Balthazar Alvarez

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Balthazar Alvarez (April 1534 – July 25, 1580) was a Spanish Catholic mystic and was the spiritual director of St. Teresa. Alvarez was born in Cervera, Spain, in April of 1534 to a noble family.[1]

He studied philosophy and theology in the University of Alcalá. His inclination was first towards the Carthusians because of their life of contemplation, but finally he entered the Society of Jesus at Alcalá in 1555, fifteen years after its foundation. In the novitiate of Simancas he met St. Francis Borgia and a strong affection was established between them. He resumed his philosophical and theological studies at Alcalá and Ávila, under the guidance of the Dominicans, for as yet in Spain the Society of Jesus had no College for theological studies of its own.

The continual interruptions of his studies impeded his progress in scholastic theology, but did advance in the field of mystical theology. He became confessor, master of novices, rector, provincial, and visitor. He was ordained a priest in 1558, and, although only twenty-five years of age, was entrusted with the spiritual direction of St. Teresa, then belonging to the mitigated order of Carmel, but who was on the point of founding the Discalced Carmelites. Alvarez not only guided her in matters of the spirit, but defended her from her critics, encouraged her in her work of reform, and had much to do with framing the rules of the new Order.

Alvarez's direction of Teresa continued for seven years, and it was revealed to her there was no one in the world who surpassed him in sanctity.[2] He followed the usual method of prayer for sixteen years. In 1574 he was made rector of Salamanca and visitor of the Province of Aragon and, in 1579, was about to be sent as provincial to Peru but that project was never carried out. He was well on in life when his method of prayer was questioned. By some it was looked upon as a delusion of the devil. Alvarez was compelled to write an account of it to the General of the Society of Jesus, Everard Mercurian, who approved of it, but discountenanced it as a general practice. At the same time, he expressed his esteem for Alvarez and employed him in the most responsible offices. At his death, St. Teresa had a revelation of his glory in heaven. He died at Belmonte in 1580.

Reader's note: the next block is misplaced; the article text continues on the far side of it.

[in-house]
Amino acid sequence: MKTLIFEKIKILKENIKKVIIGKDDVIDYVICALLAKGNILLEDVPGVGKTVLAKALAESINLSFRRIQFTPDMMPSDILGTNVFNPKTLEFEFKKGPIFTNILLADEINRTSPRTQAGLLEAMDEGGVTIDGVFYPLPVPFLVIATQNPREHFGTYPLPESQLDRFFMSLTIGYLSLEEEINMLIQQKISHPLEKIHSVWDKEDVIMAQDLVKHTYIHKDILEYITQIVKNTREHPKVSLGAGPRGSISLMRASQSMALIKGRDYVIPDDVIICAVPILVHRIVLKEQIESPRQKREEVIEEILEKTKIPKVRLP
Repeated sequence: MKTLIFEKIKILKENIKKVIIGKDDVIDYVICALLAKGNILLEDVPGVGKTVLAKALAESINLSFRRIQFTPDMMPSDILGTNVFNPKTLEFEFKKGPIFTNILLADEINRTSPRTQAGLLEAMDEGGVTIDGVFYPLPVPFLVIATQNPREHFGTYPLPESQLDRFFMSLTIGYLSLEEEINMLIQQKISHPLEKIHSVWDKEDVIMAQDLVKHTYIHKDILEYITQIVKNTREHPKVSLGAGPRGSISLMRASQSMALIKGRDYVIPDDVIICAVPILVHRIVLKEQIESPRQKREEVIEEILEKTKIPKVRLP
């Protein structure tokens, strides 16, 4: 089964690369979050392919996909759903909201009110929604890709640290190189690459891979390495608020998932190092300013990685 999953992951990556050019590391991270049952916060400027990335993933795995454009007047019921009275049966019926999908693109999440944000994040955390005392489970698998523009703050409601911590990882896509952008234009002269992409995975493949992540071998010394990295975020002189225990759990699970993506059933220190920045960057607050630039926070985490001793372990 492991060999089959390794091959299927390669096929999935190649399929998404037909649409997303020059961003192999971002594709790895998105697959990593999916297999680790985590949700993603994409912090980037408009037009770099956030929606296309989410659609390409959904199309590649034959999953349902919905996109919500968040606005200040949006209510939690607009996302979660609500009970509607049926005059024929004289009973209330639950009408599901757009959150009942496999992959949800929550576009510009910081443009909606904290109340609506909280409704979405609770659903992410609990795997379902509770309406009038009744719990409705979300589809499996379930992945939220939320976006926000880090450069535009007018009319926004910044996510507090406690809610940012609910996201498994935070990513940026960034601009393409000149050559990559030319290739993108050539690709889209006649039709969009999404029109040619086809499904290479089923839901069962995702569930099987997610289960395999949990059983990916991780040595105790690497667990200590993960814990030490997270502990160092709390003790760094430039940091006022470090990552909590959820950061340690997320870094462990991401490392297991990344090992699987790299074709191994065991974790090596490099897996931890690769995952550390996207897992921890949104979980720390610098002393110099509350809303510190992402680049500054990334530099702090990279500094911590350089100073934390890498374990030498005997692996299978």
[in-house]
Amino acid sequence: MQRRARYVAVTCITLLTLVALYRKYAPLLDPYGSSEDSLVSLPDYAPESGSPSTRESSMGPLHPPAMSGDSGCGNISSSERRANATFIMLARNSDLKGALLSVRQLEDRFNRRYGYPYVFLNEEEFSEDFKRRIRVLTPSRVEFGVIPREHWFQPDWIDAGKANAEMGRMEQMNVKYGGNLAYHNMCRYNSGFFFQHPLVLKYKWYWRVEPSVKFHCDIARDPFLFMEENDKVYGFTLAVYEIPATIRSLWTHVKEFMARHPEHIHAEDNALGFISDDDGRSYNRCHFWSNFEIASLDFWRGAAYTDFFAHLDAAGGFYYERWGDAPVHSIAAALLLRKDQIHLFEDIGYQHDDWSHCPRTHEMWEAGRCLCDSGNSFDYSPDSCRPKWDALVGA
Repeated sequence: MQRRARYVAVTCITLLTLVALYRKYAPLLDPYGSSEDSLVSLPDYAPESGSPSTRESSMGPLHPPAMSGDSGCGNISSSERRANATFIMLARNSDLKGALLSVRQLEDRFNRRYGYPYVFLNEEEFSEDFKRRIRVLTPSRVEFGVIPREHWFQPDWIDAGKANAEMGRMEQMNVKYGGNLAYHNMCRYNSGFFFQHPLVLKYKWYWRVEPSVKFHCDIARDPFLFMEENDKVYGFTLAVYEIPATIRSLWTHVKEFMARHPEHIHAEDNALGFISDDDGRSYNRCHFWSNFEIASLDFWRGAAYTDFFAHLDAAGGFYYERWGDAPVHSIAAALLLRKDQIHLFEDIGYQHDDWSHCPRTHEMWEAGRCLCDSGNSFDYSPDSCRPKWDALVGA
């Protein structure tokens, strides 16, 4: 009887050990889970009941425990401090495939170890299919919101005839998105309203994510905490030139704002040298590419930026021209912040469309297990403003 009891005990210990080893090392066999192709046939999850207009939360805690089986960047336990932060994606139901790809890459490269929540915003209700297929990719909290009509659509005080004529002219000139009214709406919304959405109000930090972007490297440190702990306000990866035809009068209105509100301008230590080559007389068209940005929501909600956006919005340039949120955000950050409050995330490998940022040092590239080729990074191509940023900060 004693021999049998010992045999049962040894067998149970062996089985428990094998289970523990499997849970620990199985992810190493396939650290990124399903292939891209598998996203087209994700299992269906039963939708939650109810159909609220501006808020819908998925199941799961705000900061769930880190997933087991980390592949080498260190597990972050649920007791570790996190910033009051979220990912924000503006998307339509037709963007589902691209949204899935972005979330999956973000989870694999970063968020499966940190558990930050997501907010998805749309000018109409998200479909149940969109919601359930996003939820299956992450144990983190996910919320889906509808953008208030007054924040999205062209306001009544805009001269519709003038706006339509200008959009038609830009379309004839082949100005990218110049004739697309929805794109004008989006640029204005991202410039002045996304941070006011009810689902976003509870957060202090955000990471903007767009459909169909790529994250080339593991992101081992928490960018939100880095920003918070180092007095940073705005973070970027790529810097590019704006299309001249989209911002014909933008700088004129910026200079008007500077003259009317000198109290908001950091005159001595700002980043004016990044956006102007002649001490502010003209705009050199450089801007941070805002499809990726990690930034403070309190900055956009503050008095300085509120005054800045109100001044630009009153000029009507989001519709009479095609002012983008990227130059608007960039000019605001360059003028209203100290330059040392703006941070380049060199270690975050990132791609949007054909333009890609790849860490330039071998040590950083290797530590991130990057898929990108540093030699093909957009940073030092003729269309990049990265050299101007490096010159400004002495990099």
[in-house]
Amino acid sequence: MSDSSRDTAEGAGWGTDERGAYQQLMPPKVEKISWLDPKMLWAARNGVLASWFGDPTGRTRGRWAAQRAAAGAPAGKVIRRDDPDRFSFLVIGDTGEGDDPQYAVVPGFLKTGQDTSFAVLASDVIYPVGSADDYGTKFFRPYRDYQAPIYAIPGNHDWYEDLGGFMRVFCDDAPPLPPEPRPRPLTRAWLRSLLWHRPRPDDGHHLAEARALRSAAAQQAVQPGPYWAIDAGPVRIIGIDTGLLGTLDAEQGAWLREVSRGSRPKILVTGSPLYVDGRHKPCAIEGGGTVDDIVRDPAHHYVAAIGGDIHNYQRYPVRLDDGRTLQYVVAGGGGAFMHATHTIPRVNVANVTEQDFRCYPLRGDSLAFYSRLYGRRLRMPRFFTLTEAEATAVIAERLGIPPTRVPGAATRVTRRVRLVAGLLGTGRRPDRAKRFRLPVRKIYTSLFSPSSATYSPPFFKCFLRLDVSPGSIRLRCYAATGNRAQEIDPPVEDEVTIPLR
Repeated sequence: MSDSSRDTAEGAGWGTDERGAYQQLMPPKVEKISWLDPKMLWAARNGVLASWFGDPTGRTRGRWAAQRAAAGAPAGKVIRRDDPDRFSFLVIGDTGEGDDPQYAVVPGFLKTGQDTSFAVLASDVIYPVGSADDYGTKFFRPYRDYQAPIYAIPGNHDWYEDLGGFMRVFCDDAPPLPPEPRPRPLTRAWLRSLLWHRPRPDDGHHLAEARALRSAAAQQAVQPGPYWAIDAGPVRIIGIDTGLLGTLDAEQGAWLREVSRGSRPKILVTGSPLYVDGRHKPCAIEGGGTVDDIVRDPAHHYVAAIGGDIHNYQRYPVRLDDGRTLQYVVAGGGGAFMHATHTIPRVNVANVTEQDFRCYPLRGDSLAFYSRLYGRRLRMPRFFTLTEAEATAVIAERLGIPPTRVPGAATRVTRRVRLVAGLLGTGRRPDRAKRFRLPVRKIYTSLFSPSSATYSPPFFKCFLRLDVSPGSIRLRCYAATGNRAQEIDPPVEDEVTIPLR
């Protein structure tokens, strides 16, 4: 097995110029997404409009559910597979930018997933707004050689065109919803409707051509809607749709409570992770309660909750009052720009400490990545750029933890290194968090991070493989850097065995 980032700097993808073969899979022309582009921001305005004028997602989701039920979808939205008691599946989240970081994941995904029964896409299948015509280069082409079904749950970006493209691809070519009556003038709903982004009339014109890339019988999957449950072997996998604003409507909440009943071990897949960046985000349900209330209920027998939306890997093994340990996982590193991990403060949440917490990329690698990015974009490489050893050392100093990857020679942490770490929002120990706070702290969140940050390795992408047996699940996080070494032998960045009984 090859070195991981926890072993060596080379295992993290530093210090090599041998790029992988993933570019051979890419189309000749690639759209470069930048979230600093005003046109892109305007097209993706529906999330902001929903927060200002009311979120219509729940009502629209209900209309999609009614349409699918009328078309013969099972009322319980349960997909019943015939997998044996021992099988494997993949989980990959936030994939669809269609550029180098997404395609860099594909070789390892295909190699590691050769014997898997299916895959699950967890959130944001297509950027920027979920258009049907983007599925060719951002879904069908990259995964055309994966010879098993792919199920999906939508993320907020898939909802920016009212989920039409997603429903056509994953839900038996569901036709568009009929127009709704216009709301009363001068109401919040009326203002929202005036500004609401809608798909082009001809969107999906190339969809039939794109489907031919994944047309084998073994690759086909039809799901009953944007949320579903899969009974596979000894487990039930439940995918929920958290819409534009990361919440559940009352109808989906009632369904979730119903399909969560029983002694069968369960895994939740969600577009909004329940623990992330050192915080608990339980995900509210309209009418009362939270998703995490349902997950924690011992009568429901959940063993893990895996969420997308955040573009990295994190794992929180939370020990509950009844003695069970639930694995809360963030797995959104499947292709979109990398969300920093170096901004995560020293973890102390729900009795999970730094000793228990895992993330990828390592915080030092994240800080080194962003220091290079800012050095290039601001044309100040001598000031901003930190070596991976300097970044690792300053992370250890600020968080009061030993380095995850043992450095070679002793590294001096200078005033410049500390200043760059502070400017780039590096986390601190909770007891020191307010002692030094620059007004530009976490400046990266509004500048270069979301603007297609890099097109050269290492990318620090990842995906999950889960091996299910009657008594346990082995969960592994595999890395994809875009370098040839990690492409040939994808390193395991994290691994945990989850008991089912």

References[edit]

  1. ^ Astrain, Antonio. Historia de la Compañía de Jesús en la Asistencia de España (vol. 2 ed.). Madrid: Razón y Fe. p. 477 n. 3. 
  2. ^ Boudon, Henri Marie. The holy ways of the Cross (1875) pg. 117

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